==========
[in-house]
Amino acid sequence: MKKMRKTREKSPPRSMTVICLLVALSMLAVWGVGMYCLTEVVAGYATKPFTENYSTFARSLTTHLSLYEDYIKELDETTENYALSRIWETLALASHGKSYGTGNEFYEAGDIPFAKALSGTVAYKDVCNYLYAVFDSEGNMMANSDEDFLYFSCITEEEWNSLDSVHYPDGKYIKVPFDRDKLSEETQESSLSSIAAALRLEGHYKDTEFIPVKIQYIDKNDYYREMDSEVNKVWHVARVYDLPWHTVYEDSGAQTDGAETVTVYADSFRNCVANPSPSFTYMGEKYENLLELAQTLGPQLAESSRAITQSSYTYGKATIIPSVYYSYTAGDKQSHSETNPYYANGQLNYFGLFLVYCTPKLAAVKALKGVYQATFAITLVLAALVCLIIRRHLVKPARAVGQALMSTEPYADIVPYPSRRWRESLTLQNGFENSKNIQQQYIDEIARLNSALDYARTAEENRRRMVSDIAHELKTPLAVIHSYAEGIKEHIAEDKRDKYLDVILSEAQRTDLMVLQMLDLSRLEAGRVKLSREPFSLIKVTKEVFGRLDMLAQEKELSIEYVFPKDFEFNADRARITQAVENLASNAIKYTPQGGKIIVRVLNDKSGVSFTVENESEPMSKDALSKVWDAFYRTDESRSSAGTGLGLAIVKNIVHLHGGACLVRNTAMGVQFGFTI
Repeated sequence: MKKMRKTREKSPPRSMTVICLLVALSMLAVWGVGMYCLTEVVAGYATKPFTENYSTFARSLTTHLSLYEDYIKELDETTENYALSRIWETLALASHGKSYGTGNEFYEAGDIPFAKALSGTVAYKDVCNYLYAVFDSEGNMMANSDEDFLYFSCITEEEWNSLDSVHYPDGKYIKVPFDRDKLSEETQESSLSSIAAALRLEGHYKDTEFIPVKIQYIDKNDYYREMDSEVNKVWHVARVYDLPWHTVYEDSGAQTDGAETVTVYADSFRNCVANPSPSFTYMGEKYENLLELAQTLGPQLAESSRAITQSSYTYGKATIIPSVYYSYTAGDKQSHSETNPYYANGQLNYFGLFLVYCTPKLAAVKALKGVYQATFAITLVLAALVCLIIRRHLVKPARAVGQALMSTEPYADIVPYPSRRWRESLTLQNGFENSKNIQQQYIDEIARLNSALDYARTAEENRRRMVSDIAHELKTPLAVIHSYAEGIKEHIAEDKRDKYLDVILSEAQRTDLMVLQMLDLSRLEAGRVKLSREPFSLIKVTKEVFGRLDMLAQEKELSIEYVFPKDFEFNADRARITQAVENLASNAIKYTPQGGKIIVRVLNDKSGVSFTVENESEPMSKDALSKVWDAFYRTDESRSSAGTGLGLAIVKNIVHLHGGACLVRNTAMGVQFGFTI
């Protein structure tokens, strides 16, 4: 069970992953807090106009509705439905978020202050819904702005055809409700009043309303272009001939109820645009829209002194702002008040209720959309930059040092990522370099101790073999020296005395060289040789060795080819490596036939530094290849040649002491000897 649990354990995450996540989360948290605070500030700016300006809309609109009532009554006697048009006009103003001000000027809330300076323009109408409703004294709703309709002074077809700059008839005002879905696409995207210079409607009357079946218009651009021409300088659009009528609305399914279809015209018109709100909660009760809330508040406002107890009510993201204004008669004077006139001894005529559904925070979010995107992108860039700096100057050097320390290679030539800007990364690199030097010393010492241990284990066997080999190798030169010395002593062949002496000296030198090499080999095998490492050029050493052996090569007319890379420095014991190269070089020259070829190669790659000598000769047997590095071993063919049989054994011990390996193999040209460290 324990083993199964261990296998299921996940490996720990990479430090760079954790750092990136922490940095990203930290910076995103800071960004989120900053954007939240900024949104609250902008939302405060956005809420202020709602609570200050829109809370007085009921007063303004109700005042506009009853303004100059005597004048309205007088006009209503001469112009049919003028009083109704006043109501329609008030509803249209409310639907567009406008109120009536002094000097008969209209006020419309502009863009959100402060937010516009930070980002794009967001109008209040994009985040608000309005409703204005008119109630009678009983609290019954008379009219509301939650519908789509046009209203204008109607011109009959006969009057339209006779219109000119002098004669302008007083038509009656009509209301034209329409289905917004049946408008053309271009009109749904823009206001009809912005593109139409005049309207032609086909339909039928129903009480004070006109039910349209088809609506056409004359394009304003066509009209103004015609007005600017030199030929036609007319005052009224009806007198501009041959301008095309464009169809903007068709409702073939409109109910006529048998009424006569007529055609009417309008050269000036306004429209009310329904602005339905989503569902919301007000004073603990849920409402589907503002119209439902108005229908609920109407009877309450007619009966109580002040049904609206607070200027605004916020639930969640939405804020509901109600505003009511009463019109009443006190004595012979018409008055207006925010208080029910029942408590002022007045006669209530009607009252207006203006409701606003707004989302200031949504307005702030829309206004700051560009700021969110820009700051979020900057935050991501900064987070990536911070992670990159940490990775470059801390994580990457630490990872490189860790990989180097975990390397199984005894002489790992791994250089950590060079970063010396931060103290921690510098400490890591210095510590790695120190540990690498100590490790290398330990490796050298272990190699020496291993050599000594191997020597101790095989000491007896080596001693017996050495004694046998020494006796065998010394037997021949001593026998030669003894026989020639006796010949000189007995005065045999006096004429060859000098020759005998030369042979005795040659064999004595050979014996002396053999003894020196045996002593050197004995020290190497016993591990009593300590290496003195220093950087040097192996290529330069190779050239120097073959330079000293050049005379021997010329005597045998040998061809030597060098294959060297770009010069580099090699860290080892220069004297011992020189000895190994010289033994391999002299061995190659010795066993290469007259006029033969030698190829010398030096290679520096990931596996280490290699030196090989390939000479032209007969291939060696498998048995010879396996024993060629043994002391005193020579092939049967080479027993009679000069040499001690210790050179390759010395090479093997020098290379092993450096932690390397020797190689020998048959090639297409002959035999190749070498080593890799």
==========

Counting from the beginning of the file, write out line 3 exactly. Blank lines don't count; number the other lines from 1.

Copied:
Repeated sequence: MKKMRKTREKSPPRSMTVICLLVALSMLAVWGVGMYCLTEVVAGYATKPFTENYSTFARSLTTHLSLYEDYIKELDETTENYALSRIWETLALASHGKSYGTGNEFYEAGDIPFAKALSGTVAYKDVCNYLYAVFDSEGNMMANSDEDFLYFSCITEEEWNSLDSVHYPDGKYIKVPFDRDKLSEETQESSLSSIAAALRLEGHYKDTEFIPVKIQYIDKNDYYREMDSEVNKVWHVARVYDLPWHTVYEDSGAQTDGAETVTVYADSFRNCVANPSPSFTYMGEKYENLLELAQTLGPQLAESSRAITQSSYTYGKATIIPSVYYSYTAGDKQSHSETNPYYANGQLNYFGLFLVYCTPKLAAVKALKGVYQATFAITLVLAALVCLIIRRHLVKPARAVGQALMSTEPYADIVPYPSRRWRESLTLQNGFENSKNIQQQYIDEIARLNSALDYARTAEENRRRMVSDIAHELKTPLAVIHSYAEGIKEHIAEDKRDKYLDVILSEAQRTDLMVLQMLDLSRLEAGRVKLSREPFSLIKVTKEVFGRLDMLAQEKELSIEYVFPKDFEFNADRARITQAVENLASNAIKYTPQGGKIIVRVLNDKSGVSFTVENESEPMSKDALSKVWDAFYRTDESRSSAGTGLGLAIVKNIVHLHGGACLVRNTAMGVQFGFTI